The Portraits

Staff member working in collections and putting a painting away

Kyle Carpenter

Artist
Mike McGregor, born 1978
Sitter
William Kyle Carpenter, born 1989
Date
2013 (printed 2015)
Type
Photograph
Medium
Inkjet print
Dimensions
Image: 56.4 × 43.7 cm (22 3/16 × 17 3/16")
Sheet: 60.9 × 50.7 cm (24 × 19 15/16")
Credit Line
National Portrait Gallery, Smithsonian Institution; acquired through the generosity of Fred M. Levin and Nancy Livingston, the Shenson Foundation, in memory of Ben and A. Jess Shenson; 2015 Portrait of a Nation Prize Recipient
Rights
© Mike McGregor
Object number
NPG.2015.89.2
Exhibition Label
Although his memory of the incident was erased, after-action reports confirmed that on November 21, 2010, in Afghanistan’s Helmand Province, the young lance corporal William “Kyle” Carpenter saved the life of a fellow Marine by using his own body to shield him from an exploding grenade. The grievously wounded Carpenter was not expected to survive, but after more than thirty surgeries and two-and-a-half years at Walter Reed National Military Medical Center, he was released in July 2013. In recognition of his “undaunted courage, bold fighting spirit, and unwavering devotion to duty in the face of almost certain death,” Carpenter received the nation’s highest military award for valor—the Medal of Honor—in 2014. Medically retired because of his injuries, Carpenter remains active on issues concerning wounded and returning veterans.
In the first of these two images, Carpenter holds his Purple Heart medal in his right hand. In the second, his Purple Heart tattoo is visible, as are some of the scars he now carries.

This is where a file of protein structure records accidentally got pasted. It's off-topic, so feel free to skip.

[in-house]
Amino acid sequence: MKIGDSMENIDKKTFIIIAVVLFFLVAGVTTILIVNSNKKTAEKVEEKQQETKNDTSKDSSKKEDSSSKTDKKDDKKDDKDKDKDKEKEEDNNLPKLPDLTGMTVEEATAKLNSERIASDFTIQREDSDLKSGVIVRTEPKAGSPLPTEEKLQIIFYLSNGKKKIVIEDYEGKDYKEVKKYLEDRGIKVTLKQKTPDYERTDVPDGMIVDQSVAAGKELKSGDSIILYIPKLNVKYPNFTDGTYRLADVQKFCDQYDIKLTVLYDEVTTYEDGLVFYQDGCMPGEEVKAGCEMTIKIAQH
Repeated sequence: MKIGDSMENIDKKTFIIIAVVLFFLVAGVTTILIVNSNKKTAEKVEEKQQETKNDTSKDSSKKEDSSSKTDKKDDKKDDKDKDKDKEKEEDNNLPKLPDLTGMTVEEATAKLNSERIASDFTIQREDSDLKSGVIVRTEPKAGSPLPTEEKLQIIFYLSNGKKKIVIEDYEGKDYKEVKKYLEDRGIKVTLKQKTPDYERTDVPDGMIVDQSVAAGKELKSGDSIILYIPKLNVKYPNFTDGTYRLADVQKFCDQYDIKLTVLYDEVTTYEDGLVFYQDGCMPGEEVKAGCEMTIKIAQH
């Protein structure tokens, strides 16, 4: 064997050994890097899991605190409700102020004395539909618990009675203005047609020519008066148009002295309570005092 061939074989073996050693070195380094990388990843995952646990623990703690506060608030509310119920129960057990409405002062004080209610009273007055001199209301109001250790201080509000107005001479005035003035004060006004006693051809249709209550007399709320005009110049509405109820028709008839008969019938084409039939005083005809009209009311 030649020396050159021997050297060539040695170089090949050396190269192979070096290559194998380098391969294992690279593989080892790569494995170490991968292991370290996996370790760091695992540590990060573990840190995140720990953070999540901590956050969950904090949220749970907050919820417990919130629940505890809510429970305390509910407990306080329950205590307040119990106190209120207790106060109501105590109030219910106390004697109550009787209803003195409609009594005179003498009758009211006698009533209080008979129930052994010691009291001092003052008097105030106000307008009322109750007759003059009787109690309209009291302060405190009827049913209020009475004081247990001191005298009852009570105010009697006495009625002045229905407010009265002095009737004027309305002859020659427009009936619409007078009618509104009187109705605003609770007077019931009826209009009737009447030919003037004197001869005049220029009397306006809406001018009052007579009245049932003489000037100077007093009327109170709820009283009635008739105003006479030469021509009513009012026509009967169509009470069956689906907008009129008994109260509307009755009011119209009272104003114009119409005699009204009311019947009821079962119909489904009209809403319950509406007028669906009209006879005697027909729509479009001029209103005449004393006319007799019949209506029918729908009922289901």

Aunque el incidente se ha borrado de su memoria, informes postcombate confirmaron que el 21 de noviembre de 2010, en la provincia Helmand de Afganistán, el joven cabo primero William “Kyle” Carpenter salvó la vida de un compañero del Cuerpo de Marines, usando su propio cuerpo para escudarlo de la explosión de una granada. Gravemente herido, no se esperaba que sobreviviera, pero después de más de treinta cirugías y dos años y medio en el Centro Médico Militar Nacional Walter Reed, fue dado de alta en julio de 2013. En reconocimiento de su “osada valentía, audaz espíritu de combate y devoción inquebrantable al deber frente a una muerte casi segura”, Carpenter recibió la máxima condecoración militar del país por un acto de valor, la Medalla de Honor, en 2014. Retirado del servicio militar a causa de sus lesiones, Carpenter continúa activo en asuntos relacionados con excombatientes heridos o que regresan a la comunidad.
En la primera de estas dos imágenes, Carpenter sostiene su medalla del Corazón Púrpura en la mano derecha. En la segunda, se ve su tatuaje del Corazón Púrpura, así como algunas de sus cicatrices.
Data Source
National Portrait Gallery
See more items in
National Portrait Gallery Collection
Place
United States\South Carolina